Quercus rugosa x macrocarpa | Palo Alto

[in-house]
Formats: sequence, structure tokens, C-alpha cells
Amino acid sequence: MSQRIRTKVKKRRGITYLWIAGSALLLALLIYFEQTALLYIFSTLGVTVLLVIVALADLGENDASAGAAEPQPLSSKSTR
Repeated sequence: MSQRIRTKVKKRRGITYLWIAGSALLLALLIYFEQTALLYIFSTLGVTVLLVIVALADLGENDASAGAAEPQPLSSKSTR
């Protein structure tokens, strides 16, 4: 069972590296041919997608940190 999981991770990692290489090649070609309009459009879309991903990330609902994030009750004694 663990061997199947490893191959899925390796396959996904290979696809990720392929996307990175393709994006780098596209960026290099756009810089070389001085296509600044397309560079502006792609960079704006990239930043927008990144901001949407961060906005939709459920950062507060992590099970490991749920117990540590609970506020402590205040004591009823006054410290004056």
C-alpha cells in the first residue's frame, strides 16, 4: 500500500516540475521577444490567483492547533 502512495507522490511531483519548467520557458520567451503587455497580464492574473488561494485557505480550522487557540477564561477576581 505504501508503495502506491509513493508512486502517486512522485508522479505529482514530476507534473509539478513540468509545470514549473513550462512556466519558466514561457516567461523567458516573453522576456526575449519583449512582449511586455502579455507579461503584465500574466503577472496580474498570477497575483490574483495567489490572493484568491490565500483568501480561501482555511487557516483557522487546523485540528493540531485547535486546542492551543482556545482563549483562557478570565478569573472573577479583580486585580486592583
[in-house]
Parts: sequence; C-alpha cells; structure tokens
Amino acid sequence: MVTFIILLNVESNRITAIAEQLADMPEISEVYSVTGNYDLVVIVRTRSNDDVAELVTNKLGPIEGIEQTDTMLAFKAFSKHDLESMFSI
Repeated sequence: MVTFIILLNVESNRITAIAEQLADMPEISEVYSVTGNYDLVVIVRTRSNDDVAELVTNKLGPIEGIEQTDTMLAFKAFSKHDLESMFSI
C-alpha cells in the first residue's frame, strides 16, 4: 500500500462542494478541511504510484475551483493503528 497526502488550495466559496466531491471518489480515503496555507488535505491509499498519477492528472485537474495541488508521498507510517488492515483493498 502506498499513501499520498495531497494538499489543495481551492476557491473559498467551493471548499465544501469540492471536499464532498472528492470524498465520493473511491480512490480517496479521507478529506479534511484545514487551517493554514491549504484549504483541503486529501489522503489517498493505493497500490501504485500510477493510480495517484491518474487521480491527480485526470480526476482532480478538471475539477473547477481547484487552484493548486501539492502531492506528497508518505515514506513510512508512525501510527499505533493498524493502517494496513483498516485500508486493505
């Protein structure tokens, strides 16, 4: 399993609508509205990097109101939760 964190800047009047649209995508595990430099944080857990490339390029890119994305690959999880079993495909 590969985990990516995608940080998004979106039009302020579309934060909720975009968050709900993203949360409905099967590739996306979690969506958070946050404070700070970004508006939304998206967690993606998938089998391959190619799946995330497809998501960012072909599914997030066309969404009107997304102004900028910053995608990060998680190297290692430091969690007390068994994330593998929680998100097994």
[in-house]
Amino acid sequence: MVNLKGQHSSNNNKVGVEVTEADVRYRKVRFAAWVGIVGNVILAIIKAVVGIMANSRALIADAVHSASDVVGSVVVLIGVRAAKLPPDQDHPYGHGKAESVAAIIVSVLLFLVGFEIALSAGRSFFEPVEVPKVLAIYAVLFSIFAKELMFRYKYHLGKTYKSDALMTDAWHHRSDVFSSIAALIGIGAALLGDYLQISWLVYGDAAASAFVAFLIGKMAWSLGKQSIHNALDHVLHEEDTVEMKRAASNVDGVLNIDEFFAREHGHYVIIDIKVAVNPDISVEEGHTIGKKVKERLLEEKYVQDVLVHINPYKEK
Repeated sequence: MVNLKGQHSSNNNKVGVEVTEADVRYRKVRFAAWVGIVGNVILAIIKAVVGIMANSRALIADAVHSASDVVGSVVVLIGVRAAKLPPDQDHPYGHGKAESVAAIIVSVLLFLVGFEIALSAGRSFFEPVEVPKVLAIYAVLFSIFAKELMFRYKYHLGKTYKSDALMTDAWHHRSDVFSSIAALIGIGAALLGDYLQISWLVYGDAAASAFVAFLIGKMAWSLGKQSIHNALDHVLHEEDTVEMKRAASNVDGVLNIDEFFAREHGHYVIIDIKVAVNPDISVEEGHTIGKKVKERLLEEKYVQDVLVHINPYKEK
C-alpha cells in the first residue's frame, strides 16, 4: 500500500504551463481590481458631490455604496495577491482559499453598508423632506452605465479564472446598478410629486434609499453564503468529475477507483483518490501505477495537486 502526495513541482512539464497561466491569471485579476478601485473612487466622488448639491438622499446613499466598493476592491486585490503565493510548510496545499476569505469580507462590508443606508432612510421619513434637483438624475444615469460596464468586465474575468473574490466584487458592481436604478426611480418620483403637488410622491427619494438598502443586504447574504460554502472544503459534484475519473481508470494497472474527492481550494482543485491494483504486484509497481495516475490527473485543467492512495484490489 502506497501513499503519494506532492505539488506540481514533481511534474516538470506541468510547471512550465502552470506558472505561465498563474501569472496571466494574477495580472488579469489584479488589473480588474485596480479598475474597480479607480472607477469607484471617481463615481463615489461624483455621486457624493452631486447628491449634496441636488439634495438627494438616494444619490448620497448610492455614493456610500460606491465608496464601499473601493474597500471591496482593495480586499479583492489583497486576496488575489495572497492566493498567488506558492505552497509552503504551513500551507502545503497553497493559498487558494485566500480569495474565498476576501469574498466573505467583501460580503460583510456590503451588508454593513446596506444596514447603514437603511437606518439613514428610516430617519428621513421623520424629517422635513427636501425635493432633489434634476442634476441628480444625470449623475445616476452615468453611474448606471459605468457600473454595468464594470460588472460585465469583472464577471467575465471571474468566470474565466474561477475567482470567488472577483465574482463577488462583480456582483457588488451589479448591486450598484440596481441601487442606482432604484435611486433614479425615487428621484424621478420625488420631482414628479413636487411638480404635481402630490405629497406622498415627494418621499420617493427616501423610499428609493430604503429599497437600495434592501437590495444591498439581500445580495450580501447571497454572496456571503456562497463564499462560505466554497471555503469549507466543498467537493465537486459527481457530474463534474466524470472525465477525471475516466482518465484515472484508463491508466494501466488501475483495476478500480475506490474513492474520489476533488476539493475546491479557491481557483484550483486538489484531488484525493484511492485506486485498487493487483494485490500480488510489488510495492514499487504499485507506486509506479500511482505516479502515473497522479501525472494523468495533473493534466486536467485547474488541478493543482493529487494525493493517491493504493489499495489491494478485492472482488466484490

Now that we have looked at the natural range of genetic variation within the "species" Netleaf Oak (Q. rugosa), we can step into the chaos of Netleaf Oak hybrids. At the Shields Grove, Netleaf Oak grows surrounded by many reproductively-compatible oaks. A centrally-situated Netleaf Oak at Shields produces copious acorns, and the array of trees which have grown from these acorns is truly dizzying. Here we see a hybrid from the Shields Grove Netleaf Oak, growing in the hills near Palo Alto. The presence of a central sinus in the leaf is a giveaway that the paternal parent of this tree was almost certainly Bur Oak (Q. macrocarpa), or its hybrids, which are very common in the Shields Grove, and could easily provide pollen. Regardless of parentage, the leaf is aesthetically interesting, and many of they hybrid forms tested have proven robust and survivable.